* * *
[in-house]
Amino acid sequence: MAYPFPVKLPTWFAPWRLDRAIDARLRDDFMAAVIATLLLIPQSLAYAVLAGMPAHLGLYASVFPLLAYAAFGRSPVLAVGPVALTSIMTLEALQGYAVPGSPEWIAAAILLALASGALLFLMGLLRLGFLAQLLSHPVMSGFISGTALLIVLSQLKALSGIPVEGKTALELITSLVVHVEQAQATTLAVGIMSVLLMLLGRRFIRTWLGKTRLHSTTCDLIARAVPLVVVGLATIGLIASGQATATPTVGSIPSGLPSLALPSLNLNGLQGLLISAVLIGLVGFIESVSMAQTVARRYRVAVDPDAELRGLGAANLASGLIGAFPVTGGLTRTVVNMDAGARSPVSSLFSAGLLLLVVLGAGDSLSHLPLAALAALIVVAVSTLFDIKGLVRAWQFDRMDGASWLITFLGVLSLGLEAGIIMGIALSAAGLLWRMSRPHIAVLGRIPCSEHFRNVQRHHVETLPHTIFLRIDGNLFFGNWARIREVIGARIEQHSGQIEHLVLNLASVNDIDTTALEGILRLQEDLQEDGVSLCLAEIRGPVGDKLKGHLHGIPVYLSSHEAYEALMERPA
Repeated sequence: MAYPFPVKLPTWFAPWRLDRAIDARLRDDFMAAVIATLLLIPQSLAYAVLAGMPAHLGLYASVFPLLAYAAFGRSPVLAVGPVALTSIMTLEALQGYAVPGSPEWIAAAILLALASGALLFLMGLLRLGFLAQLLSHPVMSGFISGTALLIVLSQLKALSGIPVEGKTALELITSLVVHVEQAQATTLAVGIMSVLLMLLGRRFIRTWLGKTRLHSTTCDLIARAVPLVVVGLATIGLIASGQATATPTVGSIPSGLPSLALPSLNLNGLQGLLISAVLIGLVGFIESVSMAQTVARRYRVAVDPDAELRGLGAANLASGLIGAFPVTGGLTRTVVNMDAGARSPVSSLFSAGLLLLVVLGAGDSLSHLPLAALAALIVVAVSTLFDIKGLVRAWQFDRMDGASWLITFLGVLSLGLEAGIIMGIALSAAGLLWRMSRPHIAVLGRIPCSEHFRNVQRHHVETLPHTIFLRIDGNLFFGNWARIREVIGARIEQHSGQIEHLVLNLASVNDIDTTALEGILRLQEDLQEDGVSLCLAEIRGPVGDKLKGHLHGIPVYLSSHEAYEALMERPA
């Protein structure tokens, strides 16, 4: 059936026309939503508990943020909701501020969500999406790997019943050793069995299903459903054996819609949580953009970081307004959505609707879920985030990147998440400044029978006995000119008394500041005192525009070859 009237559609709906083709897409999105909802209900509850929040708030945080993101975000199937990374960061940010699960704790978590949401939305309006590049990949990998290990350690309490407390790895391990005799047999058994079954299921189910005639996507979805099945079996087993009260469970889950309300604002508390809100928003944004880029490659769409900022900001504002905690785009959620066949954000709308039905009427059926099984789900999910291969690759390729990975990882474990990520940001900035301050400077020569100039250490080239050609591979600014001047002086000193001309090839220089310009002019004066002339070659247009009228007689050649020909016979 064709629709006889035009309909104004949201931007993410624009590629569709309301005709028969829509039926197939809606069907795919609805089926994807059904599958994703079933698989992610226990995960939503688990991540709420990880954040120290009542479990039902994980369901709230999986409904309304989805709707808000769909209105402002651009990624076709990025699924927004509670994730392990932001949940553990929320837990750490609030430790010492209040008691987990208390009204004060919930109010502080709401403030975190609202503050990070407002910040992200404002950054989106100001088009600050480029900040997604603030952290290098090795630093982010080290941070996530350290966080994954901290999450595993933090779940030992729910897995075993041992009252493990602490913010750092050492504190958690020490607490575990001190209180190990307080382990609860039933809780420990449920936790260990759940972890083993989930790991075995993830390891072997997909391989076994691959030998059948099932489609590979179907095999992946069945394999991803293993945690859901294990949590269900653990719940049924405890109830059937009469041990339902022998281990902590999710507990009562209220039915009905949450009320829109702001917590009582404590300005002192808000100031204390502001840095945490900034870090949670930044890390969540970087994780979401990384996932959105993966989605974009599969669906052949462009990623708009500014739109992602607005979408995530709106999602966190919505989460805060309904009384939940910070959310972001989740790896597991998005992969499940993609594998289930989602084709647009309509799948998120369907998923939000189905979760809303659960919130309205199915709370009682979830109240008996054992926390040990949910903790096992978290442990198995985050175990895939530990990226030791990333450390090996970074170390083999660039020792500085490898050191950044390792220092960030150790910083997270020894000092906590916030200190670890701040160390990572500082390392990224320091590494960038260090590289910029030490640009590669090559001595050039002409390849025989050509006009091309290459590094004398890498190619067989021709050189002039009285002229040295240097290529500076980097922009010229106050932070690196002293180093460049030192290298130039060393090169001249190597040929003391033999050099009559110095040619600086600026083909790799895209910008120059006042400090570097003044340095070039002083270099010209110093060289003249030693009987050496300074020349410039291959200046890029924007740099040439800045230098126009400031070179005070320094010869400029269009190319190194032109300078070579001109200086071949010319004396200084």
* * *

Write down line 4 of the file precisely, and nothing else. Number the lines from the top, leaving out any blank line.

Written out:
């Protein structure tokens, strides 16, 4: 059936026309939503508990943020909701501020969500999406790997019943050793069995299903459903054996819609949580953009970081307004959505609707879920985030990147998440400044029978006995000119008394500041005192525009070859 009237559609709906083709897409999105909802209900509850929040708030945080993101975000199937990374960061940010699960704790978590949401939305309006590049990949990998290990350690309490407390790895391990005799047999058994079954299921189910005639996507979805099945079996087993009260469970889950309300604002508390809100928003944004880029490659769409900022900001504002905690785009959620066949954000709308039905009427059926099984789900999910291969690759390729990975990882474990990520940001900035301050400077020569100039250490080239050609591979600014001047002086000193001309090839220089310009002019004066002339070659247009009228007689050649020909016979 064709629709006889035009309909104004949201931007993410624009590629569709309301005709028969829509039926197939809606069907795919609805089926994807059904599958994703079933698989992610226990995960939503688990991540709420990880954040120290009542479990039902994980369901709230999986409904309304989805709707808000769909209105402002651009990624076709990025699924927004509670994730392990932001949940553990929320837990750490609030430790010492209040008691987990208390009204004060919930109010502080709401403030975190609202503050990070407002910040992200404002950054989106100001088009600050480029900040997604603030952290290098090795630093982010080290941070996530350290966080994954901290999450595993933090779940030992729910897995075993041992009252493990602490913010750092050492504190958690020490607490575990001190209180190990307080382990609860039933809780420990449920936790260990759940972890083993989930790991075995993830390891072997997909391989076994691959030998059948099932489609590979179907095999992946069945394999991803293993945690859901294990949590269900653990719940049924405890109830059937009469041990339902022998281990902590999710507990009562209220039915009905949450009320829109702001917590009582404590300005002192808000100031204390502001840095945490900034870090949670930044890390969540970087994780979401990384996932959105993966989605974009599969669906052949462009990623708009500014739109992602607005979408995530709106999602966190919505989460805060309904009384939940910070959310972001989740790896597991998005992969499940993609594998289930989602084709647009309509799948998120369907998923939000189905979760809303659960919130309205199915709370009682979830109240008996054992926390040990949910903790096992978290442990198995985050175990895939530990990226030791990333450390090996970074170390083999660039020792500085490898050191950044390792220092960030150790910083997270020894000092906590916030200190670890701040160390990572500082390392990224320091590494960038260090590289910029030490640009590669090559001595050039002409390849025989050509006009091309290459590094004398890498190619067989021709050189002039009285002229040295240097290529500076980097922009010229106050932070690196002293180093460049030192290298130039060393090169001249190597040929003391033999050099009559110095040619600086600026083909790799895209910008120059006042400090570097003044340095070039002083270099010209110093060289003249030693009987050496300074020349410039291959200046890029924007740099040439800045230098126009400031070179005070320094010869400029269009190319190194032109300078070579001109200086071949010319004396200084």